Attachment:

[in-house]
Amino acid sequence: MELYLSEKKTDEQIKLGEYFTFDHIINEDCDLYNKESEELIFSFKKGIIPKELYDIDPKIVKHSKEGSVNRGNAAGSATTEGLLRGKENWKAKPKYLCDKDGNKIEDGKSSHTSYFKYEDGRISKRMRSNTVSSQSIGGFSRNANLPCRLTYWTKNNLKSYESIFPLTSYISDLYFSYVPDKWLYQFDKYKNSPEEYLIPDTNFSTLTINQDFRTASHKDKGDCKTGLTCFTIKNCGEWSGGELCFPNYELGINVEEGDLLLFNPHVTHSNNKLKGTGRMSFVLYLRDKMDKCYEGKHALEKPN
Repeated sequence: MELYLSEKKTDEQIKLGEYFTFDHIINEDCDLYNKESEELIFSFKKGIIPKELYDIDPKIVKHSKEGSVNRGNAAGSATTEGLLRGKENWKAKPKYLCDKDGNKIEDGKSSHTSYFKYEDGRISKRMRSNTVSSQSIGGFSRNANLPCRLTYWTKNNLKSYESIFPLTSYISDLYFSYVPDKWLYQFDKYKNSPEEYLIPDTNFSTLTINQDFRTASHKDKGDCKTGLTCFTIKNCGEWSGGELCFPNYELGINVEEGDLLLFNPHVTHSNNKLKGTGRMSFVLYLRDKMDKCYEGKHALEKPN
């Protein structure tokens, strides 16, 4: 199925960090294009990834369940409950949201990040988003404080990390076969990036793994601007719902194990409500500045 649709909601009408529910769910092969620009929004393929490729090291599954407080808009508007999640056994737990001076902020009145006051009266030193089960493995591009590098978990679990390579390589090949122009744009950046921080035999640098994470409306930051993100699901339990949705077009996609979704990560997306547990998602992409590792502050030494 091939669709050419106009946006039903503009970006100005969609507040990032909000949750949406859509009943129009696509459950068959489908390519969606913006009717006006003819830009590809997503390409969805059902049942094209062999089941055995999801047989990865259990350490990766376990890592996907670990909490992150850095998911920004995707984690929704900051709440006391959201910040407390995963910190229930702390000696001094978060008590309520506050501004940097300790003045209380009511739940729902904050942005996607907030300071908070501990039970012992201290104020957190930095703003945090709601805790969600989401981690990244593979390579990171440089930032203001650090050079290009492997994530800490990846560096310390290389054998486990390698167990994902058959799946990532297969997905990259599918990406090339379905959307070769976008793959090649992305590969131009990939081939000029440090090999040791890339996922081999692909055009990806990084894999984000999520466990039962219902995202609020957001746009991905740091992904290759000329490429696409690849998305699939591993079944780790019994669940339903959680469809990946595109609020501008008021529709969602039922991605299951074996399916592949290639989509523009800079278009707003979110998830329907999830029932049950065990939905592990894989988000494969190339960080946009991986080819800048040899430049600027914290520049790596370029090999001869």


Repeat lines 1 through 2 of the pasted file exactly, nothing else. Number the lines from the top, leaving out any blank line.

[in-house]
Amino acid sequence: MELYLSEKKTDEQIKLGEYFTFDHIINEDCDLYNKESEELIFSFKKGIIPKELYDIDPKIVKHSKEGSVNRGNAAGSATTEGLLRGKENWKAKPKYLCDKDGNKIEDGKSSHTSYFKYEDGRISKRMRSNTVSSQSIGGFSRNANLPCRLTYWTKNNLKSYESIFPLTSYISDLYFSYVPDKWLYQFDKYKNSPEEYLIPDTNFSTLTINQDFRTASHKDKGDCKTGLTCFTIKNCGEWSGGELCFPNYELGINVEEGDLLLFNPHVTHSNNKLKGTGRMSFVLYLRDKMDKCYEGKHALEKPN